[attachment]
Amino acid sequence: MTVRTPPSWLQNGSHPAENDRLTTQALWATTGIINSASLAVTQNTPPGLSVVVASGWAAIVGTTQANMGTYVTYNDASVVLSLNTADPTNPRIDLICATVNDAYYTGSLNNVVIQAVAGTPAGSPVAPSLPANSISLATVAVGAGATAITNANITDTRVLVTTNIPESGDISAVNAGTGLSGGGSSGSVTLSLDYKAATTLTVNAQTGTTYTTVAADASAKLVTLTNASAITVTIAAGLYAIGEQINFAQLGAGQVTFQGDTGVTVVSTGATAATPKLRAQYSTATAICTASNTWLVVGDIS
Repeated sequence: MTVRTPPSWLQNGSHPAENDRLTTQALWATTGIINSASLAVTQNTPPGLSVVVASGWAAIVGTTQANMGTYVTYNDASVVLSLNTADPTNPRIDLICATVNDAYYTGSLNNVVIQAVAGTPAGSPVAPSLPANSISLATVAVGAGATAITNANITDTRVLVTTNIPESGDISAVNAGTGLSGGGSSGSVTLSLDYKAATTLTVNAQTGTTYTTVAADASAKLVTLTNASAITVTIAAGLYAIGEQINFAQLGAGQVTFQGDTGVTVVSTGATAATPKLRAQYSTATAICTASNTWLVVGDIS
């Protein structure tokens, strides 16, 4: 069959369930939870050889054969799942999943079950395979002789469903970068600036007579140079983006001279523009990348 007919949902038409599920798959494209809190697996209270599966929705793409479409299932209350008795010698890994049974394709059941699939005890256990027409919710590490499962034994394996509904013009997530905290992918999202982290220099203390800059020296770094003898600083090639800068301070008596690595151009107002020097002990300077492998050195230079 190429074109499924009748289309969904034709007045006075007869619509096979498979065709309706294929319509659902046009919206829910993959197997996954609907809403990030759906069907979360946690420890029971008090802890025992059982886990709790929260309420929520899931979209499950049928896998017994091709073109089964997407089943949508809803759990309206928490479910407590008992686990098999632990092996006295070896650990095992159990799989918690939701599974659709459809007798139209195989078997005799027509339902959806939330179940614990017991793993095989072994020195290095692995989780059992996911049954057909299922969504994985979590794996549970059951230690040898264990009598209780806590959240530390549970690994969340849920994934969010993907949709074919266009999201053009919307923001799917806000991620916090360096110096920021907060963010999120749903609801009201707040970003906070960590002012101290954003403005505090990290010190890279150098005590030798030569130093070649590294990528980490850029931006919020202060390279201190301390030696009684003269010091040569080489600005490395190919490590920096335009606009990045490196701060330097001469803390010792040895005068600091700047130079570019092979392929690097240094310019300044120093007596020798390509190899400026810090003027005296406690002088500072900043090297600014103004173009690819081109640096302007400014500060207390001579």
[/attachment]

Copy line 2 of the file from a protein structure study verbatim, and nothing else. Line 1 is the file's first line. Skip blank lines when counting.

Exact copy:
Repeated sequence: MTVRTPPSWLQNGSHPAENDRLTTQALWATTGIINSASLAVTQNTPPGLSVVVASGWAAIVGTTQANMGTYVTYNDASVVLSLNTADPTNPRIDLICATVNDAYYTGSLNNVVIQAVAGTPAGSPVAPSLPANSISLATVAVGAGATAITNANITDTRVLVTTNIPESGDISAVNAGTGLSGGGSSGSVTLSLDYKAATTLTVNAQTGTTYTTVAADASAKLVTLTNASAITVTIAAGLYAIGEQINFAQLGAGQVTFQGDTGVTVVSTGATAATPKLRAQYSTATAICTASNTWLVVGDIS